Visible vs. Invisible Indians
Contemporary ethnic identity: Sorting it all out
Ned Heite's flash of recognition which he relates in an e-mail dated 17 Jun 1998.
A Rosetta Stone
Today in the state archives, I ran across a remarkable document.... We have been struggling with those blanket "Free Negro" identities for all nonwhites in the record. The Little Creek Hundred 1797 assessment is different. It clearly identifies people as either "mulatto" or "negro" and every entry in the assessment is signed, so we are able to tell who was literate. Moreover, all the tenants are listed, so we know where the non-landowning farmers lived.
All the people listed below were identified as mulattoes. All signed with a mark unless there is an asterisk (*) after the name.
Isaiah Durham, tenant of Benjamin Stout
William Durham, Jr., tenant of John Hamm on 136.5 acres
Rachel Williams (one of two by this name, see below)
William Durham, Sr., tenant of Robert Holliday and George Wilson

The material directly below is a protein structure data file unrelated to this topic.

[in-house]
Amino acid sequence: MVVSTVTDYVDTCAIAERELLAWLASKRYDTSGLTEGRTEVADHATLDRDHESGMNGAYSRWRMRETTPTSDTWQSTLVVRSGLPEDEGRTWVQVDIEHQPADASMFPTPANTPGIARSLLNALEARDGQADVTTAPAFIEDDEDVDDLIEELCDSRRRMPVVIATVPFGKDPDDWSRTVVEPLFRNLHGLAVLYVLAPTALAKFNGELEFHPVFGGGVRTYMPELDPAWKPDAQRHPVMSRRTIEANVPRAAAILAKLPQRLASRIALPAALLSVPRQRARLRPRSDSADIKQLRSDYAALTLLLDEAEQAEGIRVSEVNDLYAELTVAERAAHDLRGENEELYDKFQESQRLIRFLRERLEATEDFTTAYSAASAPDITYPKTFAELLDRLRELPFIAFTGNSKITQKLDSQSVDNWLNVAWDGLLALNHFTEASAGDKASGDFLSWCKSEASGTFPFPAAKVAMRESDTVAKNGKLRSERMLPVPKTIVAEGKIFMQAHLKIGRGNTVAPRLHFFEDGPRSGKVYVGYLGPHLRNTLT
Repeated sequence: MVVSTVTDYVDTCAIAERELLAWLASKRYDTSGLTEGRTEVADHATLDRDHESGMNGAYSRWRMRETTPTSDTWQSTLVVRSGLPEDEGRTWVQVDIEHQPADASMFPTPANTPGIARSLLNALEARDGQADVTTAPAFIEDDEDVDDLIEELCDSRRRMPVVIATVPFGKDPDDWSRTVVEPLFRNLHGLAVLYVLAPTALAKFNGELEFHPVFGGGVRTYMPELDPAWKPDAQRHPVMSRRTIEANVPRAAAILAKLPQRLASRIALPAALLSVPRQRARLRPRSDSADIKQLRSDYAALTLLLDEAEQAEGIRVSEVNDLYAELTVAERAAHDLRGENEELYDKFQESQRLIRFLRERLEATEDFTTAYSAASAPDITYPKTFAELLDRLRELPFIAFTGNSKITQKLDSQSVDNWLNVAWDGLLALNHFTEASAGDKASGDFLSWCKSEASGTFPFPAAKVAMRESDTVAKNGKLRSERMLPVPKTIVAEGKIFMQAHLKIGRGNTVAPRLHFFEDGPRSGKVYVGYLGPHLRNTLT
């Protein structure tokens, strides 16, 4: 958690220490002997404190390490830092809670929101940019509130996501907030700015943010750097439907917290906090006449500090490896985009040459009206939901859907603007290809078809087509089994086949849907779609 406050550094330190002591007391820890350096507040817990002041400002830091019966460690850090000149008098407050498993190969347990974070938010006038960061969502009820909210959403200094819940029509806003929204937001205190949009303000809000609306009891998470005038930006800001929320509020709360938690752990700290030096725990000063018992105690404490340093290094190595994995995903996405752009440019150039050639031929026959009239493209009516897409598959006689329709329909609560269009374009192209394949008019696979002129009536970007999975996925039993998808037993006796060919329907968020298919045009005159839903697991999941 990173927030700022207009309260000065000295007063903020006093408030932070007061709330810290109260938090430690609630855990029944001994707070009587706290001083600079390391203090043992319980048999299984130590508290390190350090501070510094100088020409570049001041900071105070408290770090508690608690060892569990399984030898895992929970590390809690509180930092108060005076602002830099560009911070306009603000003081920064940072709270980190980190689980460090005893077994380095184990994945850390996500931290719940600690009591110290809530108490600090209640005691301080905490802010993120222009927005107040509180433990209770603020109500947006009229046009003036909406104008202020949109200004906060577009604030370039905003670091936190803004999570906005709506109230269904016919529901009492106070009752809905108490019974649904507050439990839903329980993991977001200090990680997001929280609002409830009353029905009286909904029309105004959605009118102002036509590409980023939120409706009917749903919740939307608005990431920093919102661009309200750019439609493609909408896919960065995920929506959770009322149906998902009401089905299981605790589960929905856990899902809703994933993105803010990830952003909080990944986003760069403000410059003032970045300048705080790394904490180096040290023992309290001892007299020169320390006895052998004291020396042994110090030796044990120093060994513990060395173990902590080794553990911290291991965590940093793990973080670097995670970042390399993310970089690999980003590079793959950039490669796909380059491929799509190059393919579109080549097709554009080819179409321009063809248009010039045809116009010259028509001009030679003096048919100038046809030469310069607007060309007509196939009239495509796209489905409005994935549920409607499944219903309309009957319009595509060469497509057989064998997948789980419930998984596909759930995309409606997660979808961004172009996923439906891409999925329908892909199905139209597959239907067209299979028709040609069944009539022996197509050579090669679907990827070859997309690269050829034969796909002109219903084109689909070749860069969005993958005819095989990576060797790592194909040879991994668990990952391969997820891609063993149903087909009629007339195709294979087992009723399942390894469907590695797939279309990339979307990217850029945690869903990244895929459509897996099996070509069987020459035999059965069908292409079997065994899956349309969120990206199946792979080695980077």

James Dean managed the land of Elijah Conselor
John Saunders, no signature
John Johnson, cooper*
Benjamin Sisco, tenant on 350 acres of Walter Williamson
The following are listed without race, usually meaning that they were regarded as white:
Minors of John Starling
Rachel Williams, widow of Solomon, 90 1/3 acres
Minors of Solomon Williams, their guardian being rachel, 180 2/3 acres
Again in the 1819 reassessment, the assessor identified mulattoes in Little Creek Hundred, but he didn't require signatures. Here are the mulatto entries:
The 1790 delinquent list for Dover, Little Creek, and Duck Creek includes people who have moved away. Basically, it was a list of people who had not paid their taxes, but the tax collector was excused by the court from attempting to tax them. Here are some names on that list:
In the 1804 Duck Creek assessment, Benjamin Sisco was tenant of William Killen on a tract with a log dwelling, 200 acres clear, 52 wooded, and 100 marsh.
There are only "n" suffixes in this list for that year.
(Note -- the 1804 assessment list parallels the 1930 census of Delaware: all persons of color have become children of Africa.)